Mar 30, 2021
- Today, vaccine eligibility opened up to all New Yorkers age 30 and up, and we are getting shots in arms as fast as our supply allows. We know the key to defeating COVID once and for all is getting every single New Yorker vaccinated. Nearly one out of every three New Yorkers has already received at least one dose of the vaccine. But while this progress is welcome, the virus is still out there and poses a significant threat. We must keep up the practices we know stop the spread: wear a mask, social distance, wash your hands and remain vigilant, New York. The light at the end of the tunnel is getting closer, but we're still not there yet.
Here's what else you need to know tonight:
1. COVID hospitalizations rose to 4,715. Of the 151,437 tests reported yesterday, 6,488, or 4.23 percent, were positive. The 7-day average positivity rate was 3.43 percent. There were 903 patients in ICU yesterday, up 13 from the previous day. Of them, 523 are intubated. Sadly, we lost 61 New Yorkers to the virus.
2. As of 11am this morning, 29.9 percent of New Yorkers have completed at least one vaccine dose. Over the past 24 hours, 172,128 total doses have been administered. To date, New York administered 9,229,098 total doses with 17.3 percent of New Yorkers completing their vaccine series. See data by region and county on the State's Vaccine Tracker: ny.gov/vaccinetracker.
3. Collegiate sports can bring fans back to the stands under strict state guidelines beginning April 2. Intercollegiate sports at large-scale venues that hold more than 1,500 attendees indoors or 2,500 attendees outdoors can host up to 10 percent indoor or 20 percent outdoor capacity. All attendees must present proof of a recent negative COVID-19 test result or completed COVID-19 immunization prior to entry. Colleges and universities hosting spectators for sporting events at large-scale venues must notify and coordinate with their respective state or local health department, aligning with the state guidance for professional sports competitions with spectators.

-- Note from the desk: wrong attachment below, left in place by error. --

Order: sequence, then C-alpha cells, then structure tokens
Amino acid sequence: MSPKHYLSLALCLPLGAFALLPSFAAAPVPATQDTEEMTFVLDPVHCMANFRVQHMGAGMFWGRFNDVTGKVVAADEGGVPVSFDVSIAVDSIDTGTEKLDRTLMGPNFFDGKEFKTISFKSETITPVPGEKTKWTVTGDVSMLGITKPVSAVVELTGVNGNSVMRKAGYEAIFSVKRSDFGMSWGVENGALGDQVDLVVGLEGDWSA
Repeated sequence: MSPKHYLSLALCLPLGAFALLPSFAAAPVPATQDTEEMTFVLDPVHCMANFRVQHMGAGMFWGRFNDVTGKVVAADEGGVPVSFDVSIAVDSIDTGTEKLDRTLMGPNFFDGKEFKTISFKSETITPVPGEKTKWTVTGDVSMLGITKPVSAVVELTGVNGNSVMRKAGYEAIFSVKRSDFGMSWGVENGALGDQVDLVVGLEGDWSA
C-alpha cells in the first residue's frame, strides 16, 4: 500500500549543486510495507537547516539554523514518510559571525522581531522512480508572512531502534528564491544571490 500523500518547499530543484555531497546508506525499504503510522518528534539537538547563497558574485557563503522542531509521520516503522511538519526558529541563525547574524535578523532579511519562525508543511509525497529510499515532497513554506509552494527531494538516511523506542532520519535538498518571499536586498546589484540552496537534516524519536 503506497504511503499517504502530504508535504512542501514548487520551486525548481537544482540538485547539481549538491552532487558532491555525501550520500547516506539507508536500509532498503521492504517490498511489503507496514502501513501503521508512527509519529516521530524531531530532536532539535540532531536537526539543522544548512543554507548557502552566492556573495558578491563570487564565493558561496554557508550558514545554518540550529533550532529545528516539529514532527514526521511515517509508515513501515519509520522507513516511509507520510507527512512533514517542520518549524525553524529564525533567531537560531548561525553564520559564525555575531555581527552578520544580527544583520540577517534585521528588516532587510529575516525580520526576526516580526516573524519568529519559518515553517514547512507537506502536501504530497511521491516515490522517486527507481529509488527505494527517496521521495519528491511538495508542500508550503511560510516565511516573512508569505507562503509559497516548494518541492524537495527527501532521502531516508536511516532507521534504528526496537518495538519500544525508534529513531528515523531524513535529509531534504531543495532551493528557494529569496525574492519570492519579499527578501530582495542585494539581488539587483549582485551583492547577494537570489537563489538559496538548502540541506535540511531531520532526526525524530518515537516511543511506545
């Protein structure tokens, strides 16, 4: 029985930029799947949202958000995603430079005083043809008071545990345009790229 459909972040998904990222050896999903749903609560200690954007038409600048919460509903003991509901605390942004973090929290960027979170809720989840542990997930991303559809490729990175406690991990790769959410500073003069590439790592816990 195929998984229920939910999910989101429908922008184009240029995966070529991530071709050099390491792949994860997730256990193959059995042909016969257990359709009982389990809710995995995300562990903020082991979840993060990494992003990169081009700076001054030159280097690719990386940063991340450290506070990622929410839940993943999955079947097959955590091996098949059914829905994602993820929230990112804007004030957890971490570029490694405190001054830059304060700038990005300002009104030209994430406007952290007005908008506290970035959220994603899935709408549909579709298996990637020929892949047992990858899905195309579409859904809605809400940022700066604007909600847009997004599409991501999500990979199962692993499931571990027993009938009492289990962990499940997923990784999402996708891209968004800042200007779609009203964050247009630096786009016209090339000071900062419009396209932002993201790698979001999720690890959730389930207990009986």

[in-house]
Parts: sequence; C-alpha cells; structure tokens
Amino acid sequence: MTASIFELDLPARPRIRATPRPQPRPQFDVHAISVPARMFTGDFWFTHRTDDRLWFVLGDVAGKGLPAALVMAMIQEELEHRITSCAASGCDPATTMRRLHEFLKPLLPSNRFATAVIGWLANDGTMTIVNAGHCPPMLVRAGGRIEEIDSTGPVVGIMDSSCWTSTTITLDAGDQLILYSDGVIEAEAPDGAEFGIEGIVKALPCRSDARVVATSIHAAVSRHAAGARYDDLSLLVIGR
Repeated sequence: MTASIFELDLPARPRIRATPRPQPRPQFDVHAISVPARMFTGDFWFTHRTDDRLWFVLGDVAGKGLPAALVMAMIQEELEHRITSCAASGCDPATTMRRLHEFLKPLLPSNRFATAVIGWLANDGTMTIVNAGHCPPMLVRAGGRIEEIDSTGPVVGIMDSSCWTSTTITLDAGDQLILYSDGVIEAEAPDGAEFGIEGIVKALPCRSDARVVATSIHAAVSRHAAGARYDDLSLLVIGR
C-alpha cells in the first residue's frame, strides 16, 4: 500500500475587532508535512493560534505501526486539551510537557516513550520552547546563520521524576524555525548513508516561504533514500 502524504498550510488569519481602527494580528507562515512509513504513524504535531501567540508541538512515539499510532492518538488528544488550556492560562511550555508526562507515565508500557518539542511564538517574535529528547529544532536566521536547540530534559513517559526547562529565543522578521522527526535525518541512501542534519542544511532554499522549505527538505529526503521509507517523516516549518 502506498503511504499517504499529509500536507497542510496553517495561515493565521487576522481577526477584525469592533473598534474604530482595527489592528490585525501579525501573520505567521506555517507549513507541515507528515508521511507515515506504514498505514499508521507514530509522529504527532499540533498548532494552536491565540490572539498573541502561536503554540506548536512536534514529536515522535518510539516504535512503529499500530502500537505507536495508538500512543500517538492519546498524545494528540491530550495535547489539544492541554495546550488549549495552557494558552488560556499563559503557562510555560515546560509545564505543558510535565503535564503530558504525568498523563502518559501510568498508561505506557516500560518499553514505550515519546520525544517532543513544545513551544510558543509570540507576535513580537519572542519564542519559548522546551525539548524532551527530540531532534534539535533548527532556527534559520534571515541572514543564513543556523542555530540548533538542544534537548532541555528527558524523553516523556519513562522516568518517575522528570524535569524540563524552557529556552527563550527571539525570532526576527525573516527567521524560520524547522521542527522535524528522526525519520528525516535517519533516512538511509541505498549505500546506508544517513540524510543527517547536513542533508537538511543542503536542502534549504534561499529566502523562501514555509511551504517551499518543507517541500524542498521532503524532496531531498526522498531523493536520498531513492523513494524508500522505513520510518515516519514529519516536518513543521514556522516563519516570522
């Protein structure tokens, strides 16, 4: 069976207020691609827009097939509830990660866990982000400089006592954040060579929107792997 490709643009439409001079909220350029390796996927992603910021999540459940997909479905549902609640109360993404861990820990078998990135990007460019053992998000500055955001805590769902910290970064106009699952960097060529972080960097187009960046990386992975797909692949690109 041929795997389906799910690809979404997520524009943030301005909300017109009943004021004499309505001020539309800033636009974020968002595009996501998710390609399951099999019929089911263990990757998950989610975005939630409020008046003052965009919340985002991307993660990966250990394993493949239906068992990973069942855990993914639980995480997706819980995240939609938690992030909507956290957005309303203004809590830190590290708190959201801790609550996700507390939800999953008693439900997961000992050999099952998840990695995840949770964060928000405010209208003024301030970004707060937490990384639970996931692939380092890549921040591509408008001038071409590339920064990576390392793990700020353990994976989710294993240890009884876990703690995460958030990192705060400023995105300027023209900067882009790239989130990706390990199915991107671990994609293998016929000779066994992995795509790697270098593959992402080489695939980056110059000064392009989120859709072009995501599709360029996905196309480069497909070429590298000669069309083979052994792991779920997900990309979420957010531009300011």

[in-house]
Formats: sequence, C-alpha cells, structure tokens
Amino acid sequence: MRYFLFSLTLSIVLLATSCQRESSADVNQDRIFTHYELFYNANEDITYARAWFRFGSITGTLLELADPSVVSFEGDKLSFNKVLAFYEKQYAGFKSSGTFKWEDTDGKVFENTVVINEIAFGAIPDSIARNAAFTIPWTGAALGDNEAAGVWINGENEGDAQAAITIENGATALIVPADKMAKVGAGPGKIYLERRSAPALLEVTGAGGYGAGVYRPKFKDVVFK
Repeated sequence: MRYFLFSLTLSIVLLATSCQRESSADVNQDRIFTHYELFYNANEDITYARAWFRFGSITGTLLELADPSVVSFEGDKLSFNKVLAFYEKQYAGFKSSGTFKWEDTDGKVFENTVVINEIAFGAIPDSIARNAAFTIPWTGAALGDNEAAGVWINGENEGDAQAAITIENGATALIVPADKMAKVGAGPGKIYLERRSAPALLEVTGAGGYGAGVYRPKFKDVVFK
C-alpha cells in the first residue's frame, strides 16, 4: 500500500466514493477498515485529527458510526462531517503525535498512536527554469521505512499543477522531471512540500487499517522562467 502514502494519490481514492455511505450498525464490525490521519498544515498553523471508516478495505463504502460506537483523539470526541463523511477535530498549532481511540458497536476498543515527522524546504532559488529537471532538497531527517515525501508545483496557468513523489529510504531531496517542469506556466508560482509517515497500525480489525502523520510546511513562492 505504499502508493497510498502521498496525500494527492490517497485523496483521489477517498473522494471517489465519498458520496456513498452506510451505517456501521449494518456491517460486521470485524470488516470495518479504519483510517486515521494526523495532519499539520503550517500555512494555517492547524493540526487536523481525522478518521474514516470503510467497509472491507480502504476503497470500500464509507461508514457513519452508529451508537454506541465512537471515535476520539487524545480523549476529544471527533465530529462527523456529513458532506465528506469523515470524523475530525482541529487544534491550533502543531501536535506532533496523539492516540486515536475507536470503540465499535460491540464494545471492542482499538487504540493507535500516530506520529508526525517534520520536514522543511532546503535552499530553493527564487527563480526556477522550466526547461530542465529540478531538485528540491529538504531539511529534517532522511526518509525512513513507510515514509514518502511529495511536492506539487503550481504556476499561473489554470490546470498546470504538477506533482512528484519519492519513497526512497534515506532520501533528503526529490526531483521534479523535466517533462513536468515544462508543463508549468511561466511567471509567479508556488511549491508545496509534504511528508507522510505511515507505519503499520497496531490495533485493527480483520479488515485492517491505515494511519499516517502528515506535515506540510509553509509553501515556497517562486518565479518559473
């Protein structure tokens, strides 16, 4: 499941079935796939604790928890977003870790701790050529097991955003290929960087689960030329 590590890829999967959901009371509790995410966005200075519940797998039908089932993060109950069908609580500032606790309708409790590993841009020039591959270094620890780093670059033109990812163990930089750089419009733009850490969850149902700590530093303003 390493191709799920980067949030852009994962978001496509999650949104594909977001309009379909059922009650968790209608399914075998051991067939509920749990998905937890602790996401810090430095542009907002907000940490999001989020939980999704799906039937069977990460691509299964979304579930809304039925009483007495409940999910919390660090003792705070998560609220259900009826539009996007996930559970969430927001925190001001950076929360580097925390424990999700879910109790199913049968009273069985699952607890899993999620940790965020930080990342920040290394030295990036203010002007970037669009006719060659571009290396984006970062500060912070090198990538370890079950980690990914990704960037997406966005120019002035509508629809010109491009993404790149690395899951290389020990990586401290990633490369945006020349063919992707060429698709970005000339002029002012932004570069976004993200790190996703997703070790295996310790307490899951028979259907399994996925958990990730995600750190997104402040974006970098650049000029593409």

4. Become a New York State Citizen Public Health Leader. To continue the fight against COVID and prepare for the next public health emergency, the State launched a free, online Citizen Public Health Training course for New Yorkers, in partnership with Cornell University and supported by the State University of New York. This program will prepare and equip New Yorkers to become Citizen Public Health Leaders and build an informed network of community health leaders across the state. Enroll today.
Tonight's "Deep Breath Moment": New Yorker and actor Kaliswa Brewster became an avid runner in 2017, but the past year posed challenges that prevented Brewster from keeping up with her running. After recovering from skin cancer just before the pandemic started, Kaliswa caught COVID-19 and was sick at home for months. But now she's beaten both cancer and COVID. She's back running again and will participate in this year's Virtual NYC Half Marathon.
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